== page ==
Why investing in transportation matters

The Georgia Department of Transportation will have construction crews shift lanes on drivers as part of the Ga. 13 widening project beginning Thursday, Feb. 20. (GDOT)
The Georgia Department of Transportation will have construction crews shift lanes on drivers as part of the Ga. 13 widening project beginning Thursday, Feb. 20. (GDOT)

This year has been anything but ordinary for families both locally and around the world. In Georgia, while we continue to deal with a public health crisis, accompanying economic fallout and historically high unemployment, we also headed to the polls to vote in the 2020 primary elections. Voters across the state considered matters from the presidential preference primary to partisan issue questions, and in some communities, even had the opportunity to take their economic future into their own hands.

Voters in Burke, Columbia, Glascock, Hancock, Jefferson, Jenkins, Lincoln, McDuffie, Richmond, Taliaferro, Warren, Washington and Wilkes counties delivered a promising sign for Georgia’s future and economic resilience through the overwhelming approval to renew the 2012 Regional Transportation Investment Act (TIA) for the Central Savannah Area Regional Commission. The regional TIA has allowed these 13 counties to invest over $500 million in local transportation infrastructure over the last eight years. Enacted by the General Assembly in 2010 and passed in 46 counties across Georgia just two years later, the TIA program has been resoundingly successful and has completed 52 projects to date, with 12 projects under construction. From road widenings on SR 388 to Augusta public transportation operational funding, the TIA has enabled these Georgia communities to significantly propel local economic development efforts forward. Perhaps that’s why voters gave a resounding thumbs-up to extending the program for another 10 years. By a margin of nearly 2-1, voters in those counties chose to invest another $555 million in local roads, bridges, intersections, streetscapes, airports, emergency vehicles, sidewalks, and freight and logistics needs.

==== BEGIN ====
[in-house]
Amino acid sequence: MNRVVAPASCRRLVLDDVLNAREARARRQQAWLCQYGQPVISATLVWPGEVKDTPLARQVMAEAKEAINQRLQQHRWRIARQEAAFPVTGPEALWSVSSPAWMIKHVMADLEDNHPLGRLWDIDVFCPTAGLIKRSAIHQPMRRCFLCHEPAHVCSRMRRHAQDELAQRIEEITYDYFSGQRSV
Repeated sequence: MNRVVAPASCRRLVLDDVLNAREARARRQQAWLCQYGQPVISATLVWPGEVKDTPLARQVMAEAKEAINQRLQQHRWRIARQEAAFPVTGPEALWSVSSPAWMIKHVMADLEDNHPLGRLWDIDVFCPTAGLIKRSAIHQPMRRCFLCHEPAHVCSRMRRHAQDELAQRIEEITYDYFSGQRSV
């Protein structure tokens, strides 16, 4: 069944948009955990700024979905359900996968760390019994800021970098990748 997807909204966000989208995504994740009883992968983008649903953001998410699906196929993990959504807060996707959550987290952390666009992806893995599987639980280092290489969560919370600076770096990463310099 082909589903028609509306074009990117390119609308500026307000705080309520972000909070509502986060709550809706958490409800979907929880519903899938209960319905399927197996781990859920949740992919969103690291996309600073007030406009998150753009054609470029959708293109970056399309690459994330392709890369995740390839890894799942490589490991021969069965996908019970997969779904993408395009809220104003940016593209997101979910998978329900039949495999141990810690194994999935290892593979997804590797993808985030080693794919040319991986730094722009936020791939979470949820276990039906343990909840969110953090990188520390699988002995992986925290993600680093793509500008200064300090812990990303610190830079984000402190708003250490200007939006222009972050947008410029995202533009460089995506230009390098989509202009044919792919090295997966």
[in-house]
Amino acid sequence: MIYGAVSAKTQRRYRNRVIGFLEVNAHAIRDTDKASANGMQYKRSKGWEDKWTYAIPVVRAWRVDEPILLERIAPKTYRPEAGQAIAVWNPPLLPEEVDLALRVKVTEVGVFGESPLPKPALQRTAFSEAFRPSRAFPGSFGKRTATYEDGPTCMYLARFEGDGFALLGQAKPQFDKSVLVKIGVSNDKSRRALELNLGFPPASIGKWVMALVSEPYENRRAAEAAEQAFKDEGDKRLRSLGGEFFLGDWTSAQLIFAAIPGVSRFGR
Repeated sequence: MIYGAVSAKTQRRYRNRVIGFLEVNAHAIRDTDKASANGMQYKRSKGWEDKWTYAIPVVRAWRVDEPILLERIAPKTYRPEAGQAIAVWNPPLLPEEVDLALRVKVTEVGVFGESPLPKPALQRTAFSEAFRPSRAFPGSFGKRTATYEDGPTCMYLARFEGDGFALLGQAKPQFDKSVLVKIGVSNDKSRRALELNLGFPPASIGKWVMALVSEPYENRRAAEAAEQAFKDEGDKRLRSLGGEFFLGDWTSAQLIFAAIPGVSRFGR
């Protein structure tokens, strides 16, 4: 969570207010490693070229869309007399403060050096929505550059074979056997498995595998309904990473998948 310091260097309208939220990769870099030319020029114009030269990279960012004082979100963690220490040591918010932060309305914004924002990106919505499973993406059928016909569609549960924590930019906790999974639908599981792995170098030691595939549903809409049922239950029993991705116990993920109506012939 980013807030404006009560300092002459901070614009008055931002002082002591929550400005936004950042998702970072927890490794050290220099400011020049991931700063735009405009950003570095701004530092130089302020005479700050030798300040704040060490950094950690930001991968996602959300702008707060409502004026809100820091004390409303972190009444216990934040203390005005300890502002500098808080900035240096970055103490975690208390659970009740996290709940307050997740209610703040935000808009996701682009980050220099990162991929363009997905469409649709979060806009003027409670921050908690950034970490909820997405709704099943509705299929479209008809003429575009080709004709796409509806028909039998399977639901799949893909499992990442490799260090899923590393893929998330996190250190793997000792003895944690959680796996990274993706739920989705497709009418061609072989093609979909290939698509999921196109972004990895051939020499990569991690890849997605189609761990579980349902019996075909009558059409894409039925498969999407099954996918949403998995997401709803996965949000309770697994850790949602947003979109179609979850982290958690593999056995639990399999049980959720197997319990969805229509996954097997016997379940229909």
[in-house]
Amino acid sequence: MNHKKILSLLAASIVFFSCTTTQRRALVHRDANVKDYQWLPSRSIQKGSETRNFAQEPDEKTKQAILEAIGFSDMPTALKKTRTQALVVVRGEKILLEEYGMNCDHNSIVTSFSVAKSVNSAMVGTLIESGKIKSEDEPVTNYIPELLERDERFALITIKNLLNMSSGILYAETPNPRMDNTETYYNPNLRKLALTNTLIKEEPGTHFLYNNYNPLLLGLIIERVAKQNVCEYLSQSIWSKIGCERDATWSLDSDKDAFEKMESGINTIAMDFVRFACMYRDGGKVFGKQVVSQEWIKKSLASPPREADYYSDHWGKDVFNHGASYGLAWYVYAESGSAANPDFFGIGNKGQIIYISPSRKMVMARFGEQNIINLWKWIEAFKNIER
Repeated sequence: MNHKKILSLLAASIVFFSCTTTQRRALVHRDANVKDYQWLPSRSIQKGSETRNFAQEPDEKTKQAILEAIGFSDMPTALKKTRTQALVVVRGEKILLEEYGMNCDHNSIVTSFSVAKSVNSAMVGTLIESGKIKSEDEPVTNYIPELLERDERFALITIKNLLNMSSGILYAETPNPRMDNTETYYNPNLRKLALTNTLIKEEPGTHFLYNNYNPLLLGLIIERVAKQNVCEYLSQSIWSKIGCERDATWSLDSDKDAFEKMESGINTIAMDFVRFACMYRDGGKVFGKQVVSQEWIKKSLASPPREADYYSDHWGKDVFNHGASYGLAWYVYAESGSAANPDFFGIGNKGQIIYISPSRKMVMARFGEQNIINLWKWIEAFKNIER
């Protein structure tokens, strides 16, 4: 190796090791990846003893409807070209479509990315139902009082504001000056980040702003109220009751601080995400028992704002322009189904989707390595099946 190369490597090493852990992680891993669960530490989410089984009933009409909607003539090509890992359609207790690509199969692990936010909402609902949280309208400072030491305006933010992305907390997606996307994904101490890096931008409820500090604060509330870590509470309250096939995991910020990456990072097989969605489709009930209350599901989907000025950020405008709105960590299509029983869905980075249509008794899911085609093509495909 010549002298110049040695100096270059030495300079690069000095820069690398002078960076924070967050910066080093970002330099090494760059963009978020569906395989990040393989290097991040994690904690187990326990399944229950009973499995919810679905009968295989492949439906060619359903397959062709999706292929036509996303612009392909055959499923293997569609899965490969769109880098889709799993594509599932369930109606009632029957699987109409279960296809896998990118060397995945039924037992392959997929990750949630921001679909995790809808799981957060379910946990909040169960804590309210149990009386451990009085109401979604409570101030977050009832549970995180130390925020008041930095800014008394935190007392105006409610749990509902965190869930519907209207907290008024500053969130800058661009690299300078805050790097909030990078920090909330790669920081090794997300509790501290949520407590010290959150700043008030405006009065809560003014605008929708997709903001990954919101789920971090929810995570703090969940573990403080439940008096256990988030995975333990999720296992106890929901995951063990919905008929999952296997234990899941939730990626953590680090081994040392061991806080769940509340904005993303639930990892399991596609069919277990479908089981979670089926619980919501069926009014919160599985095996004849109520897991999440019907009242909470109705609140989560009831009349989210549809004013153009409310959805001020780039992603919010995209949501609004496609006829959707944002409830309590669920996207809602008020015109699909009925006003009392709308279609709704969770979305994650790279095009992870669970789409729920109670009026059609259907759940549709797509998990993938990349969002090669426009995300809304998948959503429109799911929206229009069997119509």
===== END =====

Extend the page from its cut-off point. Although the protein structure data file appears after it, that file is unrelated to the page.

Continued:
Credit: contributed

These success stories are why the Georgia Transportation Alliance has been and continues to be at the forefront of statewide, multi-modal transportation investment. We conducted polling earlier in 2020 that clearly demonstrates what the voters of the Central Savannah Area Region have experienced; that transportation investment works. Some 42% of Georgians believe that transportation infrastructure is the most important function of government. And 60% believe that transportation investment is the responsibility of state and local, not federal, governments. And 52% of Georgians shared that they would re-elect an official who votes to increase taxes for transportation funding.

Transportation investment is a critical component of Georgia’s economic future. The statistics prove it and Georgians agree with it. Our state is one of the fastest-growing in the country and our ability and willingness to invest makes our economic recovery sure, and our future strong. As we move forward into the year 2021 and beyond, I challenge every region in the state to look to the Central Savannah Area and follow the example of communities that have not only seen the value of multi-modal investment but have realized the power of acting on it.

Seth Millican is executive director of the Georgia Transportation Alliance.

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